During a design thinking inquiry process we use provocation as an engaging starting point or an opportunity to inject momentum in thinking and student engagement. They can come in many different forms:
Questions, Images (and text), Statements, Film, Data visualisations, Change a setting, Artefacts, Quotes, Maps, Proverbs, Role Play, Stories, Music and audio, Animation
I remember discovering this wonderful post from Cristina Milos a few years ago that captured so many wonderful ideas about how to plan for provocation. I highly recommend taking a look and digging deeper into the examples she shares.
For a long time now I have considered how learning provocations have an impact after all we have to plan for this reaction if we include provocation in our learning sessions. I think that provocation produces different reactions in us all, challenging is in different ways:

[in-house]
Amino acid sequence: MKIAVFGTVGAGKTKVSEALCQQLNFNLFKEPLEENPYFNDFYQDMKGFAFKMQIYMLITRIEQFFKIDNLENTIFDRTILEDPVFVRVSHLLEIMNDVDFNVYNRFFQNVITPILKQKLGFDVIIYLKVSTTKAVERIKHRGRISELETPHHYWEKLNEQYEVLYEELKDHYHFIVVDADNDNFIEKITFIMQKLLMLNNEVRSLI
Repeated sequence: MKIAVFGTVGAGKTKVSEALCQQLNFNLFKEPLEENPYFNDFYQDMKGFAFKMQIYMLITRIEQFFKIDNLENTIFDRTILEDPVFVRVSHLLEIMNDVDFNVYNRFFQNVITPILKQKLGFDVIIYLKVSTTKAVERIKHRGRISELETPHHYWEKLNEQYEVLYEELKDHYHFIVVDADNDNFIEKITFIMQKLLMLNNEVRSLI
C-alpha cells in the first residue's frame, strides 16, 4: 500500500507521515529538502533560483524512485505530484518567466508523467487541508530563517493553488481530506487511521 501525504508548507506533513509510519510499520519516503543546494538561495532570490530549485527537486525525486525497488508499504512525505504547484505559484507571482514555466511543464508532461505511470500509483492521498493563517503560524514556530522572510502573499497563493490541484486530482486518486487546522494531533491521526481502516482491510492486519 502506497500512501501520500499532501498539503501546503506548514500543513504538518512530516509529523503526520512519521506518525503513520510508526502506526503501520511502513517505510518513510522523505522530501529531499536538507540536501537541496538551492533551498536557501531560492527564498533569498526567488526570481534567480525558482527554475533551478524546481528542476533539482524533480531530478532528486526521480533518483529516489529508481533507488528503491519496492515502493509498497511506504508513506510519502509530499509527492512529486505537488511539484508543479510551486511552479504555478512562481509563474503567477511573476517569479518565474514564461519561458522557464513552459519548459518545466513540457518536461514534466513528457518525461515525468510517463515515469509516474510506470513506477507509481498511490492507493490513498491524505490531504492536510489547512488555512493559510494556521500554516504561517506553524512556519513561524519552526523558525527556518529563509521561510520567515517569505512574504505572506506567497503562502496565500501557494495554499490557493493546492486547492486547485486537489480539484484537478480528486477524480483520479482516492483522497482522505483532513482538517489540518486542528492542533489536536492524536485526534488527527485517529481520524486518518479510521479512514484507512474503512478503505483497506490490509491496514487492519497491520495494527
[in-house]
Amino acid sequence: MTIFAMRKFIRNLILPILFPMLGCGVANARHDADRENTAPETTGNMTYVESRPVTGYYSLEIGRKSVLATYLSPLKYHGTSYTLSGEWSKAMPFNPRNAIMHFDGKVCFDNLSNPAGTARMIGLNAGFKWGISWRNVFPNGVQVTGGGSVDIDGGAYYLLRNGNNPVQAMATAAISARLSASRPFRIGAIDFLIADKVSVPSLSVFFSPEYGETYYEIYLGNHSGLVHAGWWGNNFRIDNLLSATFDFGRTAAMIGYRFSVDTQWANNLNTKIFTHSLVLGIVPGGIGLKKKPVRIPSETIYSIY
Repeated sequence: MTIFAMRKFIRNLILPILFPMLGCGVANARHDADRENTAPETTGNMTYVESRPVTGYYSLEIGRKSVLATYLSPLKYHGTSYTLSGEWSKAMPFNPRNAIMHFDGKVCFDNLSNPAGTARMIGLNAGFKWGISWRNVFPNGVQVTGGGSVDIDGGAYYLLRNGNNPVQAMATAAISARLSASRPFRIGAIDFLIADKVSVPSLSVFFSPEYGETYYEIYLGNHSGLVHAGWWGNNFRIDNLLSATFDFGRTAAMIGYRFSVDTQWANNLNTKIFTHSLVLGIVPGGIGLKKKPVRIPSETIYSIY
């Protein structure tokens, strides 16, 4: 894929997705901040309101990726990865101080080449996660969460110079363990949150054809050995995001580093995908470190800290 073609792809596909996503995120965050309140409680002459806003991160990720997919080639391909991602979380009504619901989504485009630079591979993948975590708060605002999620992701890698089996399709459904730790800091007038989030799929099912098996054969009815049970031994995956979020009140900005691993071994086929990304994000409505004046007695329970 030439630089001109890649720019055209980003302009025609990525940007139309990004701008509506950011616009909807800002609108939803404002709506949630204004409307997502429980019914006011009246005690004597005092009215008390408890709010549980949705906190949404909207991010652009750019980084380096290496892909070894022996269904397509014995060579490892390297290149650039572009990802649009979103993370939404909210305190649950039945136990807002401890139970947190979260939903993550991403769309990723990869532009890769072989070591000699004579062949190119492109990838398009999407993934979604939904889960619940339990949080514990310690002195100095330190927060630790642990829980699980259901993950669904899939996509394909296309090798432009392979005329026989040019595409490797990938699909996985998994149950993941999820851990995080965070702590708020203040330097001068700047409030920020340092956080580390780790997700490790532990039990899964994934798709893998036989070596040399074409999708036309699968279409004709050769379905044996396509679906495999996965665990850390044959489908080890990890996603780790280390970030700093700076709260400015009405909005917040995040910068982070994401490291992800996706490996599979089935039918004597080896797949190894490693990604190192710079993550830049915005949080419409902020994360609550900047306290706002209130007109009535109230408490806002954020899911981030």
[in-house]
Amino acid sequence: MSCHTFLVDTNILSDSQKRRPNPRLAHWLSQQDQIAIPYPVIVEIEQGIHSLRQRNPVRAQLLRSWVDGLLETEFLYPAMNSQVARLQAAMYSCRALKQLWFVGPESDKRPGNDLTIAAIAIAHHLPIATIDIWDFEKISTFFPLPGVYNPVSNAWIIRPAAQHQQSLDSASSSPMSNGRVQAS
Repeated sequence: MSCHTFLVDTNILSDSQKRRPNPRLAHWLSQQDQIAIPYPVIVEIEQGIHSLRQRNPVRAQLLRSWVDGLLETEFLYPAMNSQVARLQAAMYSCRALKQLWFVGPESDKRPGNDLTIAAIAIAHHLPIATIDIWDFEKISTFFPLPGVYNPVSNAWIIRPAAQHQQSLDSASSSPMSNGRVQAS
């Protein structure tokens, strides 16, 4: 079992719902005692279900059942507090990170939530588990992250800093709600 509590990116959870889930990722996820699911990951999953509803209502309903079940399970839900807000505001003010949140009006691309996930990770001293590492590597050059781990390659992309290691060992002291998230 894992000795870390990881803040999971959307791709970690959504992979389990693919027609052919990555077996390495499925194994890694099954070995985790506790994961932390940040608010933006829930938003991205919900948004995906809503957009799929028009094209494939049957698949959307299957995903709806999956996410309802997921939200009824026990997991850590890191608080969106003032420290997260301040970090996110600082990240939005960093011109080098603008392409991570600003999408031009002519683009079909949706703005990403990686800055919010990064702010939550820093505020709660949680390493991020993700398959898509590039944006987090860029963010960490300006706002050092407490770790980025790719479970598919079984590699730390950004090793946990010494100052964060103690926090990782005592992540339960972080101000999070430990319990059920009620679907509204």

- Emotionally (This is challenging how I feel or what I have previously felt)
- Understanding (This is challenging what I think I know and my assumptions)
- Perception (This is challenging my point of view)
- Ethically (This is challenging our shared beliefs)
- Morally (This is challenging my own principles)
- Action (This is challenging me to take action, to change or make a difference)
We have to give adequate thought and preparation to the follow up activities – not just planning for provocation, but planning for the reaction to it as well. If we have carefully crafted a provocation we should expect a reaction, considering the impact it is having on those we are working with and how to structure the learning that flow from it.
I believe that used in the correct way, at the the correct moment, the right type of provocation creates momentum in our thinking or those around us. When we are looking at the impact on Understanding for example, provocation can often create a new boundary or edge of what is known. What follows is an attempt to plot a course into that new territory – our curiosity as our guide.
How does the question in the image above challenge you? In which domains (outlined above) does it have the strongest impact on you? What learning structure would be most effective to follow it up?
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